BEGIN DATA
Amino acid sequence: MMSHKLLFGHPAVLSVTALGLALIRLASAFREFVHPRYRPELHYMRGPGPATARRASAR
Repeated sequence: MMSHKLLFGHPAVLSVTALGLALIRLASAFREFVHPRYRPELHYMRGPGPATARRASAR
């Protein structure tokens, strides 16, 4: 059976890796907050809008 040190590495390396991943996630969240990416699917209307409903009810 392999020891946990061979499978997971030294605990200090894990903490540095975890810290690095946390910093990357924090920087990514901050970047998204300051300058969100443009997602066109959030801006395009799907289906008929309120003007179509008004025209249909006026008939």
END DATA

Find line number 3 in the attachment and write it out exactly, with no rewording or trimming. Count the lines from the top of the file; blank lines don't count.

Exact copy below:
């Protein structure tokens, strides 16, 4: 059976890796907050809008 040190590495390396991943996630969240990416699917209307409903009810 392999020891946990061979499978997971030294605990200090894990903490540095975890810290690095946390910093990357924090920087990514901050970047998204300051300058969100443009997602066109959030801006395009799907289906008929309120003007179509008004025209249909006026008939």